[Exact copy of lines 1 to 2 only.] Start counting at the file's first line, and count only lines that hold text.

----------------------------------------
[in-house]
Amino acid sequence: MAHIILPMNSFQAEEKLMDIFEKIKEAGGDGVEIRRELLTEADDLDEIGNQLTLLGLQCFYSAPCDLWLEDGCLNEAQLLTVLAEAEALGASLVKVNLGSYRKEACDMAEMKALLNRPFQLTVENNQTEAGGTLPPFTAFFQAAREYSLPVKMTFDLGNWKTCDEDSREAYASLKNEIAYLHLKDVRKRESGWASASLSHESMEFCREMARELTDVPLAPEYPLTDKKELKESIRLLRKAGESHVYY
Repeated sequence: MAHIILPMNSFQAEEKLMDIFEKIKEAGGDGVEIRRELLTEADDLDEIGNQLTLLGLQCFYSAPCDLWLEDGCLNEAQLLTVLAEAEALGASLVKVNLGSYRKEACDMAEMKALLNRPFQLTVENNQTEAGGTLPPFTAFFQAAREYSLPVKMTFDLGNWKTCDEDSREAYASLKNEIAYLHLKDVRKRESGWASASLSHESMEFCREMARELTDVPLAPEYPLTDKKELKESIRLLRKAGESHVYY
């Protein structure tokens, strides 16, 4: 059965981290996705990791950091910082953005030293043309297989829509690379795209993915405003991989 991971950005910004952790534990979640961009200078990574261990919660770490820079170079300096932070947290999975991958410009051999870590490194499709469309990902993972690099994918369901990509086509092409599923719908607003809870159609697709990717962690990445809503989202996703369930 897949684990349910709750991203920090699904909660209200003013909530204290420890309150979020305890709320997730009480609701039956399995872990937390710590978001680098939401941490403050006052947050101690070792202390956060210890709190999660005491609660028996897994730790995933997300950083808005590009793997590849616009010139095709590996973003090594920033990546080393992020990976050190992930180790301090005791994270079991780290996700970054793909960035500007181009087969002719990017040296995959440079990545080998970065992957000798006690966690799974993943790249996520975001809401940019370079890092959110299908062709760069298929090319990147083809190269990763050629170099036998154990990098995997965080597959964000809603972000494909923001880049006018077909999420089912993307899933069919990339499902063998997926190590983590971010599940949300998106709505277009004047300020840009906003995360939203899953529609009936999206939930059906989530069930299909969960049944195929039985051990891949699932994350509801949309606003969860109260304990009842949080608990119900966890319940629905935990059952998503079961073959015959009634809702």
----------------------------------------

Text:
[in-house]
Amino acid sequence: MAHIILPMNSFQAEEKLMDIFEKIKEAGGDGVEIRRELLTEADDLDEIGNQLTLLGLQCFYSAPCDLWLEDGCLNEAQLLTVLAEAEALGASLVKVNLGSYRKEACDMAEMKALLNRPFQLTVENNQTEAGGTLPPFTAFFQAAREYSLPVKMTFDLGNWKTCDEDSREAYASLKNEIAYLHLKDVRKRESGWASASLSHESMEFCREMARELTDVPLAPEYPLTDKKELKESIRLLRKAGESHVYY